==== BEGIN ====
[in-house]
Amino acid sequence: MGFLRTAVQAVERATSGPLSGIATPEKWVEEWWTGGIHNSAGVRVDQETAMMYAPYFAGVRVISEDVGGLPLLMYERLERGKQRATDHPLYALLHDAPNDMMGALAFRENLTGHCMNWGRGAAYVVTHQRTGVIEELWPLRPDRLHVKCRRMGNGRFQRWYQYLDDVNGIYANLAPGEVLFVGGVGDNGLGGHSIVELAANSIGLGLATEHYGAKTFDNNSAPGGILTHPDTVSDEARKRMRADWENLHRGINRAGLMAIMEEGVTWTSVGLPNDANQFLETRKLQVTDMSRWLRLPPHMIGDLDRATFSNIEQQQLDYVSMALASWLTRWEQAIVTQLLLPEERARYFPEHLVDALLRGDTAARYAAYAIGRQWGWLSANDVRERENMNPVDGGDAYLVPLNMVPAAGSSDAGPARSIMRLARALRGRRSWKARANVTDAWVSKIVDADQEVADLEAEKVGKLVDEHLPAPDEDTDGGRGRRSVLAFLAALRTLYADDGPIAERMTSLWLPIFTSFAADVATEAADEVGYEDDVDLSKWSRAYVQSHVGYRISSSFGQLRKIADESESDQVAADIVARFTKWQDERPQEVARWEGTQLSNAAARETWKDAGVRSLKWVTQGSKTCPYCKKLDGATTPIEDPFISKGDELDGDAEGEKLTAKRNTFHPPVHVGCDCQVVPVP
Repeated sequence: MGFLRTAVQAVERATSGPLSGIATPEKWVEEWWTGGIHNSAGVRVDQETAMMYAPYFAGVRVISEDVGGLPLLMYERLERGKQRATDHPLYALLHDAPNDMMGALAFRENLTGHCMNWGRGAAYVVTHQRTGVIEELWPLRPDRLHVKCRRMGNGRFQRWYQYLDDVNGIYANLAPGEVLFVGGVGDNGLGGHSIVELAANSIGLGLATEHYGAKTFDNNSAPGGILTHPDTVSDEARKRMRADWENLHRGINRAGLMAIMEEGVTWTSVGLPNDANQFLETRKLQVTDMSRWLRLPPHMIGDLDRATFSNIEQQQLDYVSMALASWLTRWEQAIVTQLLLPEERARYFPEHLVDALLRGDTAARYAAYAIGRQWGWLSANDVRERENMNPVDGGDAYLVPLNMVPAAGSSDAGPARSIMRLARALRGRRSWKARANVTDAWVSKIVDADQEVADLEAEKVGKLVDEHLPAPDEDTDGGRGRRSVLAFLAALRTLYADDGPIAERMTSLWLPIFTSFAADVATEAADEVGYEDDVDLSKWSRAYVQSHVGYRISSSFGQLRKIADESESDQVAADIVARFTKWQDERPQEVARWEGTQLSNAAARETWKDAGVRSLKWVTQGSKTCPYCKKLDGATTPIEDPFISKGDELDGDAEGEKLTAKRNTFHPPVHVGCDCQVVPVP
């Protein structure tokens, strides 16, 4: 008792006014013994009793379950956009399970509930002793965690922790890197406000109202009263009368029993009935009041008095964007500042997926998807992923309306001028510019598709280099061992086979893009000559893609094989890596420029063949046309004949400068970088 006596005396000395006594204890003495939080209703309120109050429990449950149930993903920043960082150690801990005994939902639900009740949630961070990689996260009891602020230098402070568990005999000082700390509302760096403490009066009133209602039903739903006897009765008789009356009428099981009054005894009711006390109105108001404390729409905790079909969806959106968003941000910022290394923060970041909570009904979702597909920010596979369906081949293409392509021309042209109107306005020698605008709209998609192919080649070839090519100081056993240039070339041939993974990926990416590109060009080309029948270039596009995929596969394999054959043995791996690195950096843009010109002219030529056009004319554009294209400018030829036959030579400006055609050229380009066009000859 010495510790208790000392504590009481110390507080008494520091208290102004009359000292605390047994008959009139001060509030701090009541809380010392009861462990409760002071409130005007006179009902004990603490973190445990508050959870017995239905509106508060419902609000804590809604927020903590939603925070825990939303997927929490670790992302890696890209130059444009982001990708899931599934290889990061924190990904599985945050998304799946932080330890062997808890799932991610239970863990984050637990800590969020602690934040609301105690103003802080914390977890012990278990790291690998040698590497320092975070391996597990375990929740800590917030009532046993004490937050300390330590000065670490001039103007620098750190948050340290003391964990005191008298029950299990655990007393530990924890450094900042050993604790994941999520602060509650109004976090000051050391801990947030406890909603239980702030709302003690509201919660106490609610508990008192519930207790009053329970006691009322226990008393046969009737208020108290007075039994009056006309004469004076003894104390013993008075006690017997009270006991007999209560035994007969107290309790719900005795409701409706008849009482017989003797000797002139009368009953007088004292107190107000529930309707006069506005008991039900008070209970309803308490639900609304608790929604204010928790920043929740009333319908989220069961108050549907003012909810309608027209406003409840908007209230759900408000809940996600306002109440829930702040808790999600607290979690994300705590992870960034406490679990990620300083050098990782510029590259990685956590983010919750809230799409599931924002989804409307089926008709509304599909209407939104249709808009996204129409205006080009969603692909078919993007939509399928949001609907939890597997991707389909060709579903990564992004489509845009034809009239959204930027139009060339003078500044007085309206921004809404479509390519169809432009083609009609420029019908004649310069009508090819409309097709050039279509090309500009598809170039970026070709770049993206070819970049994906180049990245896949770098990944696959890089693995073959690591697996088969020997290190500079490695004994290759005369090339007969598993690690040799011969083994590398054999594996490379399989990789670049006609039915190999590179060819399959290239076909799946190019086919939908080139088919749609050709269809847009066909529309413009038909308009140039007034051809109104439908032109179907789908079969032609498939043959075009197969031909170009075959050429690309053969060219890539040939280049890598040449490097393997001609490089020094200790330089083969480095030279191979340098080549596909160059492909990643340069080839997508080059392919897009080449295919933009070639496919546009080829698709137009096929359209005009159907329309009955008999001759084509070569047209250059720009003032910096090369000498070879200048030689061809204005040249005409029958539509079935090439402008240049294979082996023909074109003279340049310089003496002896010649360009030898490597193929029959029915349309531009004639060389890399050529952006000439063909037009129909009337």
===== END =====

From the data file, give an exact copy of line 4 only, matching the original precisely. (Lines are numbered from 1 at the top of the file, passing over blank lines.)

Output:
């Protein structure tokens, strides 16, 4: 008792006014013994009793379950956009399970509930002793965690922790890197406000109202009263009368029993009935009041008095964007500042997926998807992923309306001028510019598709280099061992086979893009000559893609094989890596420029063949046309004949400068970088 006596005396000395006594204890003495939080209703309120109050429990449950149930993903920043960082150690801990005994939902639900009740949630961070990689996260009891602020230098402070568990005999000082700390509302760096403490009066009133209602039903739903006897009765008789009356009428099981009054005894009711006390109105108001404390729409905790079909969806959106968003941000910022290394923060970041909570009904979702597909920010596979369906081949293409392509021309042209109107306005020698605008709209998609192919080649070839090519100081056993240039070339041939993974990926990416590109060009080309029948270039596009995929596969394999054959043995791996690195950096843009010109002219030529056009004319554009294209400018030829036959030579400006055609050229380009066009000859 010495510790208790000392504590009481110390507080008494520091208290102004009359000292605390047994008959009139001060509030701090009541809380010392009861462990409760002071409130005007006179009902004990603490973190445990508050959870017995239905509106508060419902609000804590809604927020903590939603925070825990939303997927929490670790992302890696890209130059444009982001990708899931599934290889990061924190990904599985945050998304799946932080330890062997808890799932991610239970863990984050637990800590969020602690934040609301105690103003802080914390977890012990278990790291690998040698590497320092975070391996597990375990929740800590917030009532046993004490937050300390330590000065670490001039103007620098750190948050340290003391964990005191008298029950299990655990007393530990924890450094900042050993604790994941999520602060509650109004976090000051050391801990947030406890909603239980702030709302003690509201919660106490609610508990008192519930207790009053329970006691009322226990008393046969009737208020108290007075039994009056006309004469004076003894104390013993008075006690017997009270006991007999209560035994007969107290309790719900005795409701409706008849009482017989003797000797002139009368009953007088004292107190107000529930309707006069506005008991039900008070209970309803308490639900609304608790929604204010928790920043929740009333319908989220069961108050549907003012909810309608027209406003409840908007209230759900408000809940996600306002109440829930702040808790999600607290979690994300705590992870960034406490679990990620300083050098990782510029590259990685956590983010919750809230799409599931924002989804409307089926008709509304599909209407939104249709808009996204129409205006080009969603692909078919993007939509399928949001609907939890597997991707389909060709579903990564992004489509845009034809009239959204930027139009060339003078500044007085309206921004809404479509390519169809432009083609009609420029019908004649310069009508090819409309097709050039279509090309500009598809170039970026070709770049993206070819970049994906180049990245896949770098990944696959890089693995073959690591697996088969020997290190500079490695004994290759005369090339007969598993690690040799011969083994590398054999594996490379399989990789670049006609039915190999590179060819399959290239076909799946190019086919939908080139088919749609050709269809847009066909529309413009038909308009140039007034051809109104439908032109179907789908079969032609498939043959075009197969031909170009075959050429690309053969060219890539040939280049890598040449490097393997001609490089020094200790330089083969480095030279191979340098080549596909160059492909990643340069080839997508080059392919897009080449295919933009070639496919546009080829698709137009096929359209005009159907329309009955008999001759084509070569047209250059720009003032910096090369000498070879200048030689061809204005040249005409029958539509079935090439402008240049294979082996023909074109003279340049310089003496002896010649360009030898490597193929029959029915349309531009004639060389890399050529952006000439063909037009129909009337």